A1C Perez adds positivity, perspective

  • Published
  • By Staff Sgt. Magen M. Reeves
  • 325th Fighter Wing Public Affairs

Asian American Pacific Islander Heritage Month takes place every year in May and showcases the service and sacrifice of generations of Asian Americans, Pacific Islanders, and Native Hawaiians of AAPIs throughout U.S. military history.

This year the Defense Equal Opportunity Management Institute, in partnership with the Federal Asian Pacific American Council, set the theme as, “advancing leaders through purpose-driven service,” by representing, evolving and making other leaders.

Airman 1st Class Alysha Perez, 325th Comptroller Squadron financial operations technician, fit this year’s theme perfectly to highlight for the observance.

“I am more than glad that this month has been an opportunity to recognize AAPI heritage contributions to…growth and development,” said Perez, who hopes to gain her U.S. citizenship by serving in the military.

Perez, and her parents have been living in the U.S. for approximately five years. She is considered a first generation immigrant because both she and her parents were born in the Philippines.

“As a Filipino and part of the Asian community, we call the U.S. the ‘land of opportunity’ and we take advantage of the opportunities that the U.S. has to offer,” said Perez.

According to the Defense Management Operations Center, more than 5% of enlisted service members identify as AAPIs and 7% of officers.

“Being in the service for just over a year now, I have seen equality throughout the military which has affected my work performance in a positive way and also improves my ability to serve this country,” Perez said.
“Just having the opportunity to be in the military and having an AAPI heritage gives me an opportunity to prove what I can contribute.”

Perez said that she is able to highlight her diversity and her heritage in her work center, which adds positivity and a different perspective to the team.
Perez said she is very warm and hospitable.

“I carry this in my professional life as well,” said Perez. “It is a good trait I can literally apply to every aspect of my life and that gives me positive feedback. I find myself very approachable.” 

Perez’s leadership couldn’t agree more. 

“She is an Airman that has a great attitude and a willingness to learn,” said Senior Master Sgt. Carlos Cintron, 325th CPTS superintendent. “She wants to help and be a part of the team.”

Cintron said even though Perez is new to the team, he sees potential in her leadership skills because she performs beyond her rank and takes the time to train those junior to her.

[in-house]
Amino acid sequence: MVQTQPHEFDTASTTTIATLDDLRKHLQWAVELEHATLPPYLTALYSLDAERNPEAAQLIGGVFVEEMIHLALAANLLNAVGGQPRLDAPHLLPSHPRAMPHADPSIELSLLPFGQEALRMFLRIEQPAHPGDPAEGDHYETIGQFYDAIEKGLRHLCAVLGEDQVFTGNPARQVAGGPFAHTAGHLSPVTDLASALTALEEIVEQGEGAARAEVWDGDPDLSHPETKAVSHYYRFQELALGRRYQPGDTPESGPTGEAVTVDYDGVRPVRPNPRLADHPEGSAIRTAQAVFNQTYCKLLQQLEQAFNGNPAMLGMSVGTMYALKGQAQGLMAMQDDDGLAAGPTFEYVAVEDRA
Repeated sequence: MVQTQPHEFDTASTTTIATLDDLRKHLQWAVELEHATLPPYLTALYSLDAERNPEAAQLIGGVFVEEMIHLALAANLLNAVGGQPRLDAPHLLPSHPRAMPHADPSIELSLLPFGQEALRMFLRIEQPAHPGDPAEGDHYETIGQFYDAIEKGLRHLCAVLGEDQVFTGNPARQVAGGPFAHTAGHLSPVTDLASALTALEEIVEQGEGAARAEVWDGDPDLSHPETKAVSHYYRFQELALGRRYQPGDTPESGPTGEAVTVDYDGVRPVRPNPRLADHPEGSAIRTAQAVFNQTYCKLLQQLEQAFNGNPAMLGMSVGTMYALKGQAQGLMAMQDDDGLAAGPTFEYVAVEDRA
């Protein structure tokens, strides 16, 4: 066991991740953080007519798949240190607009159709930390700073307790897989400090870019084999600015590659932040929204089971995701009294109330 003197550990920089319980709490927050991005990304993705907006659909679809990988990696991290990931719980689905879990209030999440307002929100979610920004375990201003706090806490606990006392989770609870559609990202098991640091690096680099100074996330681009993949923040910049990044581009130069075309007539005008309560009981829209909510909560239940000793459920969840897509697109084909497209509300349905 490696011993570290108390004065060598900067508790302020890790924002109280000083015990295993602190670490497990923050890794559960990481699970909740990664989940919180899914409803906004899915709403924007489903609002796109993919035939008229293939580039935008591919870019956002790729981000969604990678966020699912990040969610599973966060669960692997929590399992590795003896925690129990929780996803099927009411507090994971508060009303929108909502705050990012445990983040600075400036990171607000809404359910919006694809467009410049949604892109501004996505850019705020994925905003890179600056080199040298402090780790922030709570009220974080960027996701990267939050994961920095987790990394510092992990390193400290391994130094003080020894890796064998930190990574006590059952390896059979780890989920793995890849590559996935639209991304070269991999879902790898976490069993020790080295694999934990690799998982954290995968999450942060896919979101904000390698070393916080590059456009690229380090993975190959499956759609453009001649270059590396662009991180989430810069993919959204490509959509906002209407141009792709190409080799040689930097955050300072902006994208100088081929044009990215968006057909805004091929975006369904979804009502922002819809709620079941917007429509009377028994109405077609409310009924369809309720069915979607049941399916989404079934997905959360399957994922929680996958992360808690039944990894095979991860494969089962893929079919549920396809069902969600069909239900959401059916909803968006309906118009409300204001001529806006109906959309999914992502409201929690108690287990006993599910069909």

“She doesn’t do it for the recognition,” said Cintron. “She loves to help people. There is no better place for her to be.”

Perez said she did not have to overcome a language barrier when beginning her career which sometimes can be a challenge for some service members of different nationalities.

“In the Philippines, we are taught English in school because it is mostly what we use in classes and we use it very often in our everyday life,” said Perez. “In fact, some Filipino’s first language is English.”

Perez used her personable attitude and her English skills to best help the wing while also making a name for herself for all the right reasons. 

“I would describe Amn Perez as an Airman who does the best she can in everything,” said Lt. Col. David Calderon, 325th CPTS commander. “From singing the National Anthem at events to helping with ceremonies you can see that she truly cares about what she’s doing.”

The biggest challenge for Perez was navigating stereotypes or over-generalizations. Instead of being bothered by it, she learned to see it in a positive way and use that to support the mission at Tyndall. 

“Every time I would get this stereotype [about speaking English so well] I would just take it as a compliment,” she said. “I actually have never thought of it as negative thing.”

In recent years there has been a shift to change military culture to highlight, appreciate and successfully utilize members’ differences in the field, down range and at home stations.

“This is America’s way of showing open-hearted acceptance and appreciating AAPI’s heritage and contribution to the country,” said Perez. “It shows everyone has the ability to contribute to the nation.”